This story is part of GlobalAtlanta’s exclusive China special issue, which looks at Georgia companies doing business in China, potential Chinese investment in the state, educational exchange and more. Click here to read more.

After exchanging pleasantries and business cards, the leaders sat opposite each other at an oversized conference table. Through amiable grins and attentive translators, they made their standard sales pitches.

Wu Hemin, vice mayor of Ningbo, China, touted his city’s strong port, easy access to Shanghai and a solid manufacturing base focused on exports. He was working on a partnership with Atlanta, so he knew about Georgia, he said.

A delegation from Savannah, Hinesville and Brunswick, led by the mayors of the coastal Georgia cities, talked about their proximity to the fastest-growing port in the United States (Savannah) and their prime location for distribution facilities, with plenty of land next to the ports and a network of interstates.

The meeting took place on the sidelines of the Central China Expo 2010 in Nanchang, the capital of Jiangxi province, where the Georgia cities two years ago firmed up sister-city ties with three Chinese counterparts.

In addition to the standard pledges of openness and cooperation, Brunswick Mayor Bryan Thompson described a less tangible advantage his city could offer.

“The difference with us is that we stay with you. We help you. We assist you. We won’t go away,” said Mr. Thompson.

The statement reflects the cities’ move to refine their recruitment model in China. They have built rapport through two years of exchanges, and they now hope to identify Chinese investors and to create a real mechanism for helping them enter the U.S. market.

After the Ningbo meeting, a group including Mr. Thompson, Dave Erickson, president of Haven Manufacturing, Brunswick City Commissioner Mark Spaulding and a few others tried to determine what that should look like.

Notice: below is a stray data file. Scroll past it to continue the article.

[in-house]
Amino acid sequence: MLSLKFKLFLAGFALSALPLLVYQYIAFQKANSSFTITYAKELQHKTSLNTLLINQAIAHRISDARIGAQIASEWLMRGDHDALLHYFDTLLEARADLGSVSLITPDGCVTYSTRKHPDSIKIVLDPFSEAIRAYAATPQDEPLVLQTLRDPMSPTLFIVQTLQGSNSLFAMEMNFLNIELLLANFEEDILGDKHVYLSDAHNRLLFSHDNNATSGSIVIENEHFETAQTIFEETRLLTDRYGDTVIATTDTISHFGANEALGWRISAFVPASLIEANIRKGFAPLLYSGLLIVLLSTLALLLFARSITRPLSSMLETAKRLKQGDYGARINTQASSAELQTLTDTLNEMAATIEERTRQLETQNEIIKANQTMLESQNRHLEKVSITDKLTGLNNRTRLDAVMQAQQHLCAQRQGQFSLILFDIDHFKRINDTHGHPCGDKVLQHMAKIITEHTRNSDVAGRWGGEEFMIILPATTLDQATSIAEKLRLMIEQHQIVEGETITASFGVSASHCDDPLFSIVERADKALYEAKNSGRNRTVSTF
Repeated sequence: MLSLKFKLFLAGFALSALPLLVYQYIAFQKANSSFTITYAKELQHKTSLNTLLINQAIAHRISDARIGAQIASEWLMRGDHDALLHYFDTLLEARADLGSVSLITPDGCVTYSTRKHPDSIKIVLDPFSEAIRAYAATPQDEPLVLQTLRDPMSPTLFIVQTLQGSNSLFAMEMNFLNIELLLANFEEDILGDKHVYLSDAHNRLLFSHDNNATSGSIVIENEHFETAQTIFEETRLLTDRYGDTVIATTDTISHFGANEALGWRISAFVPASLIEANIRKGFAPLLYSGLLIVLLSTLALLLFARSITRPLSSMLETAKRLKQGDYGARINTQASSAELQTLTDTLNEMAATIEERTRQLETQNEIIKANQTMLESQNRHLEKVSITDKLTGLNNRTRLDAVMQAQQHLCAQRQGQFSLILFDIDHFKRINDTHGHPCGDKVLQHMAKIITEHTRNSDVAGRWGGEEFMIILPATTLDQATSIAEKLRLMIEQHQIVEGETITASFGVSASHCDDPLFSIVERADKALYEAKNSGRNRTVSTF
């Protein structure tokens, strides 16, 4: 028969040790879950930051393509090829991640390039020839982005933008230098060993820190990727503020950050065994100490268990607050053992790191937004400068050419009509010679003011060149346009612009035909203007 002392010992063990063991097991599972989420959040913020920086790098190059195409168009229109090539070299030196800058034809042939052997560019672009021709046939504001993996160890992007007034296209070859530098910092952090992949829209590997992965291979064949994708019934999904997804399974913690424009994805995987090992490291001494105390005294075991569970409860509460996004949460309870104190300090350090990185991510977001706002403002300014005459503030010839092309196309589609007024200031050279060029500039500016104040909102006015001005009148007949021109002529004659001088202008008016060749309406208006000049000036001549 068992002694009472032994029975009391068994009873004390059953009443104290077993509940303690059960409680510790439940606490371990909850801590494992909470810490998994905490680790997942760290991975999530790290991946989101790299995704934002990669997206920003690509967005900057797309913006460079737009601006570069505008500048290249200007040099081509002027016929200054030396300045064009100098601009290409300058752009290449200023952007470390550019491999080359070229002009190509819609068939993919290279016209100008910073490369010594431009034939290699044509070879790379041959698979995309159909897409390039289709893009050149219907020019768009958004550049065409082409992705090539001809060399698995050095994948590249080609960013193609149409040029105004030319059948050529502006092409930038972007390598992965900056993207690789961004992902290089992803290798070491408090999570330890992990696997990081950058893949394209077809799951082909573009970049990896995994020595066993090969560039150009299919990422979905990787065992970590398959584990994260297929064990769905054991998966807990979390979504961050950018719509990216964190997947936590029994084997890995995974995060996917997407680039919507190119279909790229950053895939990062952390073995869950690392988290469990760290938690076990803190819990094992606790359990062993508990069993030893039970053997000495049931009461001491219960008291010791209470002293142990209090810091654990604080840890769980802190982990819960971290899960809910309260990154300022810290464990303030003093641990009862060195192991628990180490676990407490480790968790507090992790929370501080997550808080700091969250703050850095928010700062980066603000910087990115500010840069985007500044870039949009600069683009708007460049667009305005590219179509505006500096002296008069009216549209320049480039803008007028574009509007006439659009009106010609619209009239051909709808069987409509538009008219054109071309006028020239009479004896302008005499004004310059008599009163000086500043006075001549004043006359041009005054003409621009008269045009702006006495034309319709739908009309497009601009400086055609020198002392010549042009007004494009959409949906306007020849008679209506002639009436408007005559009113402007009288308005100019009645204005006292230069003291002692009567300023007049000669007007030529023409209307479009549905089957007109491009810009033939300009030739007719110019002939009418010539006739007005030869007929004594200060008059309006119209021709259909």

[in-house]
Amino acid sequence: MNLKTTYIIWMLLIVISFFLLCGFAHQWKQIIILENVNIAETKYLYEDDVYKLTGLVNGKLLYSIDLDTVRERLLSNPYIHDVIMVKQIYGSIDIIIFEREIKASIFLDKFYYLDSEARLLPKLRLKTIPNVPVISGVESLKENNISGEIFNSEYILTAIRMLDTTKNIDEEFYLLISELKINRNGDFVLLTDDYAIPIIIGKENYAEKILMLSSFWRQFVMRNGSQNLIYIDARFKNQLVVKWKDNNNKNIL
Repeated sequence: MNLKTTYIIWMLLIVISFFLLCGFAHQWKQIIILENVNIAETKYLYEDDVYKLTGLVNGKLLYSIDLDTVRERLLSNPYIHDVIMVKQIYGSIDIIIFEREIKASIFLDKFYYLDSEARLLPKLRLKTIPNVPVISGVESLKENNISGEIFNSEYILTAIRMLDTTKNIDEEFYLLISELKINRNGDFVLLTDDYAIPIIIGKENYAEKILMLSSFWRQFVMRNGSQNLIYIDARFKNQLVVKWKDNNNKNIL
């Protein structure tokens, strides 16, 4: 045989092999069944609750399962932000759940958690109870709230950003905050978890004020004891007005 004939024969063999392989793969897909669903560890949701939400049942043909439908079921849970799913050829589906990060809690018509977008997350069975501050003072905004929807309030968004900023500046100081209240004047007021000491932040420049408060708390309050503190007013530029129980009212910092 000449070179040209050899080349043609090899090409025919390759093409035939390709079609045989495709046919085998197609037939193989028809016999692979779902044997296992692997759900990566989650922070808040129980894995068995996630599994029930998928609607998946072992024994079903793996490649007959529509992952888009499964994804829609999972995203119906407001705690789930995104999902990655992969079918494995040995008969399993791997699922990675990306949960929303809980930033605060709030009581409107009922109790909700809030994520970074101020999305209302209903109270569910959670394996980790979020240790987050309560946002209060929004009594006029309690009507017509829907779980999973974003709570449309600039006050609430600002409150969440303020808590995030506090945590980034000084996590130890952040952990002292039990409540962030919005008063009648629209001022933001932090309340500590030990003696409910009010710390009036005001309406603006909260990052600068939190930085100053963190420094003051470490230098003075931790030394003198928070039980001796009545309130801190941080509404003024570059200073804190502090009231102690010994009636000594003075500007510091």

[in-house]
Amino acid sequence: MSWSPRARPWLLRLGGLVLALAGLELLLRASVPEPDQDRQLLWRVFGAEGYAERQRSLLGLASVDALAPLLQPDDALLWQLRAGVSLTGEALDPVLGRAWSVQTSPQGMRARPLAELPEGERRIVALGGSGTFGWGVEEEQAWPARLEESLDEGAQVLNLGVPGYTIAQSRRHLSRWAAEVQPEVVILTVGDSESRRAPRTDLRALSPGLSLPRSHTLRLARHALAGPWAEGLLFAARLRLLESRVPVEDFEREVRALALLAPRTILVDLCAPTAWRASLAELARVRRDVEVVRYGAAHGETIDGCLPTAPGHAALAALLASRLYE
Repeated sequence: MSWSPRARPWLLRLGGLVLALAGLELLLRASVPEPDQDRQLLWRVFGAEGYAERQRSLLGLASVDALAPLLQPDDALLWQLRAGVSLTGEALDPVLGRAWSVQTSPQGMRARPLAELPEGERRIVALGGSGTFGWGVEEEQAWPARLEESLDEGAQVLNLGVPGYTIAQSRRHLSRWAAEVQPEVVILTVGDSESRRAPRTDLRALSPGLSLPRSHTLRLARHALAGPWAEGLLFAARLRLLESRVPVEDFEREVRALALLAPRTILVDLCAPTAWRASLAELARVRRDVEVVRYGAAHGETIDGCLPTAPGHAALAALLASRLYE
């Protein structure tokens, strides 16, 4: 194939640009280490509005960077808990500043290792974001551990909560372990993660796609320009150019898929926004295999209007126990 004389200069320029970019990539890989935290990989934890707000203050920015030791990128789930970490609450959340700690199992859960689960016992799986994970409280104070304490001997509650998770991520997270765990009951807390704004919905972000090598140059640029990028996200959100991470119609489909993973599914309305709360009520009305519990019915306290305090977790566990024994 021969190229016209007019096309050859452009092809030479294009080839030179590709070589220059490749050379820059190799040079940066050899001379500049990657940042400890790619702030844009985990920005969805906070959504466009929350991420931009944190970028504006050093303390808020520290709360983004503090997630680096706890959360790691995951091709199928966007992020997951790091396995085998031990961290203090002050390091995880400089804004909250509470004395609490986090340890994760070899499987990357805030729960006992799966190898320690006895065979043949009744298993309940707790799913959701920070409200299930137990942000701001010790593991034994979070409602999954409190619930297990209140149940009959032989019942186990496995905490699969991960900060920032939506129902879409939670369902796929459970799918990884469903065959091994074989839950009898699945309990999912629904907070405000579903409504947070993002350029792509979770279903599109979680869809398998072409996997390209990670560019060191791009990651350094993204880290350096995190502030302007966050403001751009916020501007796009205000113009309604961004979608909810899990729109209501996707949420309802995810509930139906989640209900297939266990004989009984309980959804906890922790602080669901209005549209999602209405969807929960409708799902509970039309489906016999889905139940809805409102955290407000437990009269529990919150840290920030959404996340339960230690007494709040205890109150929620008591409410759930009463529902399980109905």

Shane Keng, an Atlanta-based importer whose wife, Lily Yang, used family connections to help orchestrate the city relationships in Jiangxi, told the group that the community that offers the most structured assistance for Chinese investors would be successful in winning them.

Zhu Jincheng, deputy director of Jiangxi’s investment promotion agency, echoed that thought during an interview with GlobalAtlanta.

Jiangxi companies have been investing abroad, but since they don’t understand the culture and the business climate in the U.S., they’ve picked smaller, less developed economies in Africa and Southeast Asia, where China carries more influence, Mr. Zhu said.

“Sometimes the Chinese companies, they want to make investments in other countries, but they don’t know how to do that. They don’t know where they should make investments,” he said. “So they both need to do work by themselves, but they also need help from the local government.”

Many Georgia communities face this dilemma when dealing with China. As the country’s economy grows, experts say Chinese companies will move abroad to diversify their holdings, especially through acquiring brands and building factories in the U.S.

Still, Chinese investors, even some already sitting on piles of cash at home, are inexperienced in cross-border transactions and hesitant to set up shop in a market as competitive and complex as the U.S.

Economic developers traveling to China often note that it’s critical to build relationships there before these investors reach their point of decision. The question for Georgia communities is whether their government leaders – whose presence is appreciated in China business deals – can spend the time and effort to keep the relationships burning long enough for the companies to jump.